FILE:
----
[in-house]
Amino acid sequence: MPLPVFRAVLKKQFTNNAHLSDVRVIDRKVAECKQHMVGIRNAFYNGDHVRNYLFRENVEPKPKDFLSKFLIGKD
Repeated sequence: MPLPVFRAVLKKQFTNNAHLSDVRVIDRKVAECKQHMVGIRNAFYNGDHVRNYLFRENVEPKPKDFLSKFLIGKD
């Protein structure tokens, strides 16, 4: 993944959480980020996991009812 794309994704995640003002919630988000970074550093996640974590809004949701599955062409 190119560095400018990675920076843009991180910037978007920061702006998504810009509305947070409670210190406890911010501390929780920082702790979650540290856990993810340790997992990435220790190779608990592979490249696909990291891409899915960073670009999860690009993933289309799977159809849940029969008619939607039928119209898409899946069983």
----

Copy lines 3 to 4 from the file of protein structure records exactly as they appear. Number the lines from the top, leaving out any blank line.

Repeated sequence: MPLPVFRAVLKKQFTNNAHLSDVRVIDRKVAECKQHMVGIRNAFYNGDHVRNYLFRENVEPKPKDFLSKFLIGKD
């Protein structure tokens, strides 16, 4: 993944959480980020996991009812 794309994704995640003002919630988000970074550093996640974590809004949701599955062409 190119560095400018990675920076843009991180910037978007920061702006998504810009509305947070409670210190406890911010501390929780920082702790979650540290856990993810340790997992990435220790190779608990592979490249696909990291891409899915960073670009999860690009993933289309799977159809849940029969008619939607039928119209898409899946069983």